Life will never be the same for hockey players who used to call Atlanta home.
Moving to a hockey hotbed from one where the sport was rarely in the spotlight, the Thrashers are expecting a little bit of culture shock now that they’ve landed in Winnipeg.
“It’s probably going to be bigger than most guys think,” captain Andrew Ladd told The Canadian Press on Tuesday. “I think not having (NHL) hockey there for 15 years, it’s kind of built up and built up to the point where I’m sure (fans) are ready to blow the doors off the hinges and get this thing going.”
Added goaltender Chris Mason: “Next year it’s going to be hockey, hockey, hockey. I just love that. I think it’s going to be awesome.”
The men who play for the Thrashers have largely been left in the dark while speculation ran rampant about the franchise’s relocation over the past couple weeks. They officially learned of their fate when NHL commissioner Gary Bettman appeared at a press conference announcing the sale on Tuesday.
It was somewhat bittersweet news, particularly for those who got comfortable in the city. Goaltender Ondrej Pavelec has made all 119 of his career NHL appearances in a Thrashers sweater and says he enjoyed playing in Atlanta.
Even still, he understands why the move is being made.
“It’s four sports in Atlanta and we were No. 4 I think,” said Pavelec, a Czech native. “The people in Atlanta like baseball, they like American football. … Everyone knows we had problems (getting) the fans to watch our games.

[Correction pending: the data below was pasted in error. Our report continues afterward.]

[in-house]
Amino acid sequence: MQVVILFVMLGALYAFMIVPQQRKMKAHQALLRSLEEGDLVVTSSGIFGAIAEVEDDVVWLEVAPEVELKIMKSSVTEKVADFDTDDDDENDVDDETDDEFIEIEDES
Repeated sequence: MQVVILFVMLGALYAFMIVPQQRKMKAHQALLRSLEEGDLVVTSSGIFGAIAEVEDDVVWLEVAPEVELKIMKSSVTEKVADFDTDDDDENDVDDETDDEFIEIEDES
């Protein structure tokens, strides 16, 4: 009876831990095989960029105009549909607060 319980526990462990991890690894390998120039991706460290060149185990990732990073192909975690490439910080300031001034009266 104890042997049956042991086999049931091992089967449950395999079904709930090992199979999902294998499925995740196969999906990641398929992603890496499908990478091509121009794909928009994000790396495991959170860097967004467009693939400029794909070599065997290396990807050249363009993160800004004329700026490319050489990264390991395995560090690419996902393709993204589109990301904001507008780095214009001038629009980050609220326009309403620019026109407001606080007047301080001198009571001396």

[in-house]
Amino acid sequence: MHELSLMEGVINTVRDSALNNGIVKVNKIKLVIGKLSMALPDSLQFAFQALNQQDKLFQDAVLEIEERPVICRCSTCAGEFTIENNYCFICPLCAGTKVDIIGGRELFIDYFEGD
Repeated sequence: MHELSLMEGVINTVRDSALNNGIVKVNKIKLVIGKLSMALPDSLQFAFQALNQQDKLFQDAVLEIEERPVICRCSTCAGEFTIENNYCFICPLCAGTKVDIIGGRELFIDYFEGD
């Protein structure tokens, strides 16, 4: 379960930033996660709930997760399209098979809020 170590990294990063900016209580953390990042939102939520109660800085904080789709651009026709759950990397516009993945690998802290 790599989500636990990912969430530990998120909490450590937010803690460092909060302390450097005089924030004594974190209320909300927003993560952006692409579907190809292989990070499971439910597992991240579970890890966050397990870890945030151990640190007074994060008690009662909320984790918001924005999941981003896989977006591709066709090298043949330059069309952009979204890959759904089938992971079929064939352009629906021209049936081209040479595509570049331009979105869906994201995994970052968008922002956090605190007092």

“I think for hockey it’s a good thing.”
With a little more than three months remaining before training camp opens, players will now go about finding accommodations and moving north.
An old Jets connection will be lending some assistance on that front. Winnipeg native Chantal Tkachuk, the wife of Keith Tkachuk, has been in touch with Mason’s wife Courtney.
“Keith and I played together in St. Louis and she’s putting together a little information package for Courtney and all the girls,” said Mason.
The 35-year-old from Red Deer, Alta., spent one season in Atlanta after signing as a free agent last summer. He and Ladd are among 10 Canadians that finished the year on the Thrashers roster.
Both men are looking forward to their first opportunity to experience NHL life on home soil.
“I think everyone wants to be able to play in Canada where they just have that passion for the game,” said Ladd, a native of Maple Ridge, B.C., and two-time Stanley Cup champion. “There’s a little extra pressure and attention, but for me I like that part of it. You can definitely thrive on it and use it to your advantage.”
There will be some changes to get used to—and the colder climate is only one small part of it.
Mason was impressed by the strong fan turnout he saw while watching Tuesday’s press conference on television. However, he knows those people will likely take more of an interest in his day-to-day life than folks did in Atlanta.